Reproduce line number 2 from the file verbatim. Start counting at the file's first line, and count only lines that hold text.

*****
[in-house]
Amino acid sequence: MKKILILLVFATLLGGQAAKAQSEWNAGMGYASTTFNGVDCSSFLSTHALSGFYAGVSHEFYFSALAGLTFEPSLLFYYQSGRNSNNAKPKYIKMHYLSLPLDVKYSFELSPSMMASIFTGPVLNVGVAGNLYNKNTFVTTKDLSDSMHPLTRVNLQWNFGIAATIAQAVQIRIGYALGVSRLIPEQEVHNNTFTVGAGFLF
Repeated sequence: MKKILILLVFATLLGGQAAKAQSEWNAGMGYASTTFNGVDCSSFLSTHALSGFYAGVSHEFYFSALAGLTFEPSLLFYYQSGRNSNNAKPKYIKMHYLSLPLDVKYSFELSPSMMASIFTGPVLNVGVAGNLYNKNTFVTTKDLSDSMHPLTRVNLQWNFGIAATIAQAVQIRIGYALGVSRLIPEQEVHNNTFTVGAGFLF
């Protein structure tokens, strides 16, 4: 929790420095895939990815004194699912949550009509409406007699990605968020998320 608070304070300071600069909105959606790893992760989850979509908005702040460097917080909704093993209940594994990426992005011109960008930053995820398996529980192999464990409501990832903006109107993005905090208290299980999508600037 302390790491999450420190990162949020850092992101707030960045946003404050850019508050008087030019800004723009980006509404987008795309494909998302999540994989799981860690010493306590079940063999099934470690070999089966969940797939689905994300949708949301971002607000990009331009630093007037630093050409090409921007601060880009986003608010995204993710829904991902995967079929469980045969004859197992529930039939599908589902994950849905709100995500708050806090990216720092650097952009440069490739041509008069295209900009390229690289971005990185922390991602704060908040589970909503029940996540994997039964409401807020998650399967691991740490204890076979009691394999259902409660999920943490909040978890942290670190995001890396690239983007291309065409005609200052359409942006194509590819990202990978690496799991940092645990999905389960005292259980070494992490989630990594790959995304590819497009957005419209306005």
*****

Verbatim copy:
Amino acid sequence: MKKILILLVFATLLGGQAAKAQSEWNAGMGYASTTFNGVDCSSFLSTHALSGFYAGVSHEFYFSALAGLTFEPSLLFYYQSGRNSNNAKPKYIKMHYLSLPLDVKYSFELSPSMMASIFTGPVLNVGVAGNLYNKNTFVTTKDLSDSMHPLTRVNLQWNFGIAATIAQAVQIRIGYALGVSRLIPEQEVHNNTFTVGAGFLF